Philippines 'remains dangerous for journalists'

Country drops out of US-based media watchdog group's top-20 death tally list
Philippines 'remains dangerous for journalists'

Media workers in the Philippines call for an end to the killings of journalists during a protest rally in Manila. (Photo by Maki Macaspac)

The Philippines remains a dangerous place for journalists with nine Filipino journalists killed in 2015, a local media watchdog says.

"The number of journalists killed, whatever the motive, is indicative of both the state of law and order in the Philippines and of continuing impunity," the Center for Media Freedom and Responsibility (CMFR) said in a statement.

"That number should by itself be disturbing," read the statement released on Jan. 6 in response to a Dec. 29 report by the New York-based Committee to Protect Journalists (CPJ) which said no journalists in the Philippines were killed for a work-related reason last year.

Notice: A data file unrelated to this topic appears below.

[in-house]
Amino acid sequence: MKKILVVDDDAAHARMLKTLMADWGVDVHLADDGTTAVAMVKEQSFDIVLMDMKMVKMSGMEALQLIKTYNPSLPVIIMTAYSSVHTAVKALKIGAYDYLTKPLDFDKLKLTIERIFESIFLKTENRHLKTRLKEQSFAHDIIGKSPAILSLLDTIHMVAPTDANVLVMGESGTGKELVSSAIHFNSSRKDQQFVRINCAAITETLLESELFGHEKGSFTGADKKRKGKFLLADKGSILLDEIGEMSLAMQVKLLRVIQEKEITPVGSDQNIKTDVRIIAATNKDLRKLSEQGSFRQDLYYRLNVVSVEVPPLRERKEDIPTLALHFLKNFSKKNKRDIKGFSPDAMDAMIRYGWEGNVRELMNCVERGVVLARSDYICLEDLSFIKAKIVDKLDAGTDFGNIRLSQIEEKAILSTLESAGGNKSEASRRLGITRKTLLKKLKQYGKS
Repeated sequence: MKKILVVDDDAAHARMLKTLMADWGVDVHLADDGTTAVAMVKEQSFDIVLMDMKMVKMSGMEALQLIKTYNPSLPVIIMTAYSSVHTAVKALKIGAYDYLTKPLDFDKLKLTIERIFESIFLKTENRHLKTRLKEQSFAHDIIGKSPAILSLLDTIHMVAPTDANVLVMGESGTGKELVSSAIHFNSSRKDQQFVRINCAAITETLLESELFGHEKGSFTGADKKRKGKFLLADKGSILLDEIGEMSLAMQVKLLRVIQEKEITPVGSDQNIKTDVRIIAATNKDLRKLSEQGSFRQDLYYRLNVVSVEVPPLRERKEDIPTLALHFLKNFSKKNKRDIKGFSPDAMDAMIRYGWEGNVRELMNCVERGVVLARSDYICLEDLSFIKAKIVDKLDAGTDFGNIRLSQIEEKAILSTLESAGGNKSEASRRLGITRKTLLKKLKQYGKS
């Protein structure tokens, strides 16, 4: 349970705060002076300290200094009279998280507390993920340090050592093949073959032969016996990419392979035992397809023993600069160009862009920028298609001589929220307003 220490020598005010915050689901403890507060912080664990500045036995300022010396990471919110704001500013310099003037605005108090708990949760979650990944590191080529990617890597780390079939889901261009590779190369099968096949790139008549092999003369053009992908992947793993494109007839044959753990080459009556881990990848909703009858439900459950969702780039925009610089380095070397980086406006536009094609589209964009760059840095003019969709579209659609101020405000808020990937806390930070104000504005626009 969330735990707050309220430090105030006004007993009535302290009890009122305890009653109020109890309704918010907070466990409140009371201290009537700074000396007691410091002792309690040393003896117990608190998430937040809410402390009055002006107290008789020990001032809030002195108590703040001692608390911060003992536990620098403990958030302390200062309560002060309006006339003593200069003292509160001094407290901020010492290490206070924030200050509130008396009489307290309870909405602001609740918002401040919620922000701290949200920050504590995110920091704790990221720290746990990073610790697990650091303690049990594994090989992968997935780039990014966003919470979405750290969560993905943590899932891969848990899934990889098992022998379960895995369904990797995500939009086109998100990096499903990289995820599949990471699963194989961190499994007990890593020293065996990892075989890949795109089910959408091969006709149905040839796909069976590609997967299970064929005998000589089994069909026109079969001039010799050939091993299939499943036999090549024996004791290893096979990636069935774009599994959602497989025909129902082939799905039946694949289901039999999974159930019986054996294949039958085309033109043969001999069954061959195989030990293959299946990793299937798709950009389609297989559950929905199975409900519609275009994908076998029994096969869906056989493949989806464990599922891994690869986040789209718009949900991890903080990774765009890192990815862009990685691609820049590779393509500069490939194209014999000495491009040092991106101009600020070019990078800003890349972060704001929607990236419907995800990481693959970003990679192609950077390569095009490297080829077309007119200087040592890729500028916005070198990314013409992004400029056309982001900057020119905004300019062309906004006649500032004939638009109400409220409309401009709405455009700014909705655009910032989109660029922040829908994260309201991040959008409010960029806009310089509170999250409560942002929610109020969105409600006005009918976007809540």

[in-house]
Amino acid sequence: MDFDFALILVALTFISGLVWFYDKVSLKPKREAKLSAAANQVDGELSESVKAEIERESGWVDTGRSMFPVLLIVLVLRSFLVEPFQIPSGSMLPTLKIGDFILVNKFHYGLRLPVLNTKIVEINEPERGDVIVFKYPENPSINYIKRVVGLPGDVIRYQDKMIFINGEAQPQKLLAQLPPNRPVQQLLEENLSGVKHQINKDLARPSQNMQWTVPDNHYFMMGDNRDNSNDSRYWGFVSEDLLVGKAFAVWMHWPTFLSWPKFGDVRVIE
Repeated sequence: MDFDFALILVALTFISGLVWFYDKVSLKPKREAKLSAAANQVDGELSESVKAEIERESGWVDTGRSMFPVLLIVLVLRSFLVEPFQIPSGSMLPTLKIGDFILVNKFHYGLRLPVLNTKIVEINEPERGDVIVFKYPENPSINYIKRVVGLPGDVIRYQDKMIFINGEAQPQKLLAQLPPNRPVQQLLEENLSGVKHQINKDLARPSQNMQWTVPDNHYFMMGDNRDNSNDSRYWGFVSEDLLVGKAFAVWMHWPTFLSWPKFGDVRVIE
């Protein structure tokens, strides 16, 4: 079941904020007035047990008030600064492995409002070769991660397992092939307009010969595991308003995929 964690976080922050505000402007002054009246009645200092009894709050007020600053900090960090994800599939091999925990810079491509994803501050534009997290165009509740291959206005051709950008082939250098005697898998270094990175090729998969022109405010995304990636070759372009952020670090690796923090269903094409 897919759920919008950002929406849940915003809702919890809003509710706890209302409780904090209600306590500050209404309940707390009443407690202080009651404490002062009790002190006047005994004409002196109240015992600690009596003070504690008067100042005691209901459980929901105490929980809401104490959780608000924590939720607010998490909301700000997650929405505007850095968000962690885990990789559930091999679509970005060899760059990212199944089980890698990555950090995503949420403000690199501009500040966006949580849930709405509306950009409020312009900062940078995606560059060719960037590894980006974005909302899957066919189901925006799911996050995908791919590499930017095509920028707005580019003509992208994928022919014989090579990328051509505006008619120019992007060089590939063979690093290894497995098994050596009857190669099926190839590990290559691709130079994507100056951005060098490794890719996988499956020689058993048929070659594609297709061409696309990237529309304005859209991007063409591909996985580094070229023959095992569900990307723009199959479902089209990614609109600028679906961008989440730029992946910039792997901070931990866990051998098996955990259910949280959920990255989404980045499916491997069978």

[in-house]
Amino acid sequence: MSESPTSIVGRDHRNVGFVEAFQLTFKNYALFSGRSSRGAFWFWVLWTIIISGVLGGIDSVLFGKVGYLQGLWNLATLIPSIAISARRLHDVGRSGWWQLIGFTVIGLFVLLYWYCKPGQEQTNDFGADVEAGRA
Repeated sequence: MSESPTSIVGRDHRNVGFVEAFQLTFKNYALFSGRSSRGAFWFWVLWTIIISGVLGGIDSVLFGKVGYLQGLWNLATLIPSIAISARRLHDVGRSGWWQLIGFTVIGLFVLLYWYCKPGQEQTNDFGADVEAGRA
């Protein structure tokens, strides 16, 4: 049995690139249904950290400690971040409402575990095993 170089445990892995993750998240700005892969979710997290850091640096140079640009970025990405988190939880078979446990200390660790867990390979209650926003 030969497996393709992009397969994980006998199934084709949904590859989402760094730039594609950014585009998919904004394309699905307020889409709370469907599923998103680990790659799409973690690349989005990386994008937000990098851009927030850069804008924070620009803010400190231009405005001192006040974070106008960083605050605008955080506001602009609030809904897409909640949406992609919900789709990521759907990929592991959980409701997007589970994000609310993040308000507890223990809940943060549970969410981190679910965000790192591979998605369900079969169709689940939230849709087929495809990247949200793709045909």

However, the center said that out of the nine journalists killed in the Philippines last year "at least three were killed in the line of duty."

"[The CMFR] takes exception to the statement in the [CPJ]'s 2015 report on the killing of journalists worldwide," the center's statement said.

For the first time in eight years, the Philippines was not included on the CPJ's list of the 20 deadliest countries for journalists.

The committee said it recorded at least seven media killings in the Philippines in 2015 but said the "journalists were killed in unclear circumstances."

The organization began compiling detailed records on journalist deaths in 1992. 

The Philippines has been on its top 20 list of deadliest countries since 2007.

The country ranked first in 2009 following the killing of 58 people, including 32 journalists, in the Maguindanao massacre.

However, the Philippines remains fourth in the world in terms of impunity in the killing of journalists, according to the committee's Global Impunity Index.

The impunity index calculates the number of unsolved journalist murders as a percentage of each country's population.

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